If you’ve been delving into the cannabis market at all, then you’ve probably heard the terms "CBD", being mentioned often. But what does CBD stand for, and what are the benefits of taking or using it?
Although CBD was isolated from the cannabis plant almost a century ago, CBD-only products are a relatively new addition to the natural health market.
Let's have a look to answer, "What does CBD mean?"
CBD stands for "cannabidiol", and it is one of the numerous phytocannabinoids. CBD occurs in other plants too, but most abundantly in cannabis.
Over the decades, another cannabinoid called tetrahydrocannabinol, or THC, was more popularly researched and is generally known for its psychotropic effects on users. Read on for more about the distinction between these two cannabinoids.
CBD continues to get greater public and medical attention the more we learn about it.
Chemically, both cannabinoids present in cannabis mainly as acids, and when cannabis is heated, THC and CBD decarboxylate. Decarboxylation is a chemical process that changes the cannabinoids' molecular structure. 
CBD interacts indirectly with an important regulatory system in the body of vertebrates, called the "endocannabinoid system" (ECS).
Via the ECS, CBD is known to alleviate many a health condition.
Because it's a natural remedy with a very positive side-effect profile, a lot of people choose to use CBD health products.
CBD was first isolated from cannabis in the 1940s by Adams and coworkers. In 1963, scientists at the laboratory of Israeli chemist, Raphael Mechoulam, became the first to determine its structure and stereochemistry. 
We would never have known about the endocannabinoid system if scientists had never found THC and CBD. The discovery of the ECS is considered one of the most important in medical history.
While CBD is extractable from both marijuana and hemp, its presence is more abundant in the hemp plant. Therefore, most CBD extracts are gained from hemp, not marijuana.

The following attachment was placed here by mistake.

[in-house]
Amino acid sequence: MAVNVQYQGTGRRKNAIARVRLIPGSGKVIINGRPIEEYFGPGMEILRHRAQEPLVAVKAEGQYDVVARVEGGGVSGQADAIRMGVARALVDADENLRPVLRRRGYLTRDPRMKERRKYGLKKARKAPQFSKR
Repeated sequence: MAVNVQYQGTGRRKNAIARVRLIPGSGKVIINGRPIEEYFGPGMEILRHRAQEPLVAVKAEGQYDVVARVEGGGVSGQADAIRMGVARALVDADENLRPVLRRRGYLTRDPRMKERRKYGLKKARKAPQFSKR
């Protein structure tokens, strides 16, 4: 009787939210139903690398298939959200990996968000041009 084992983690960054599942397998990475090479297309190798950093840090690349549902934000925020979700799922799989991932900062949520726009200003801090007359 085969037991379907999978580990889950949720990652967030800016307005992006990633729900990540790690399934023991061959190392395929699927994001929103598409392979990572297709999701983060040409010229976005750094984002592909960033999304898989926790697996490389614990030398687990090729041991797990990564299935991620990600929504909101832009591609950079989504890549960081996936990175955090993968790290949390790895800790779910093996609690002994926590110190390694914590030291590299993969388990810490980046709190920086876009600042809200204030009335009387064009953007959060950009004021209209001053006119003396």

Hemp contains only small amounts of THC (usually less than .3 percent). Hemp-CBD extracts are used in products such as oils, tinctures, topical balms, creams etc.
Short answer—no. CBD is not marijuana. This would be a bit like saying nicotine is tobacco, which is wrong, of course.
Let's untangle this common confusion.
Both THC and CBD are found in the cannabis plant, which has two well-known varieties.
So what are the other differences between THC and CBD?
This means that only THC-rich marijuana can cause hallucinations, anxiety and paranoia in some people, and mostly if they take it in high doses. It is also known for causing pleasant feelings of euphoria, deep relaxation and such. Recreational marijuana users refer to these sensations as being "high" or "stoned".
Unfortunately, marijuana can be addictive, and its chronic, heavy use can be harmful. This is why it is illegal for recreational use in most states. THC has demonstrated important medicinal properties, but its psychotropic characteristics have put brakes on its clinical utility.
As the reader can guess—using hemp-extracted CBD, won't give any of the psychotropic effects associated with marijuana use.
CBD and THC also interact in different ways with the ESC at two main receptor sites. 
The list of potential benefits of using CBD is long and impressive. However, it is most commonly used as a:
Due to legal restrictions, there is, unfortunately, a prominent gap in medical research when it comes to both medical marijuana and CBD.
With that being said, there was enough clinical evidence to prove its efficacy and safety in treating severe epileptic seizures, even in children. For this reason, the FDA has approved a pure CBD anti-epileptic drug in 2018.  
There are many people who use CBD as a supplement only. It is an antioxidant, an anti-inflammatory, as mentioned, and it may even play a role in neurogenesis (the regeneration of new neurons in the body's nervous system, which includes the brain). This and more makes it a great nutritional supplement to use for overall health and wellbeing.
CBD is also used in beauty and skincare creams and oils.
Another huge benefit is that CBD use is largely considered safe, and is associated with very few side effects, especially if the dosage is low to medium.
RELATED: The Side Effects of CBD Explained
Until very recently, hemp was illegal because of its association with marijuana.
But inside the 1000-page document of the new Farm Bill, signed into law by Donald Trump end of 2018, is the Hemp Act, which completely legalizes hemp cultivation, possession and use.
"Federal" means that hemp is legal by national law.
Technically, however, a state could declare hemp-CBD illegal, and its possession could, therefore, land a user in trouble in the prohibiting state. (National government gives states leeway to create and enforce their own laws.)
But this is so unlikely to happen, given the fact that hemp farming and the CBD industry are expected to explode over the next few years. Economists predict that it will give especially the burdened U.S. agricultural industry a much-needed injection.
For this reason, any state government who chooses to still prohibit hemp and hemp-derived CBD despite the 2018 Farm Bill, would be considered just plain stupid. 
So, what does CBD mean? Hopefully, by now the reader is a bit more knowledgeable about this special cannabinoid, and how it can improve the lives of many Americans.
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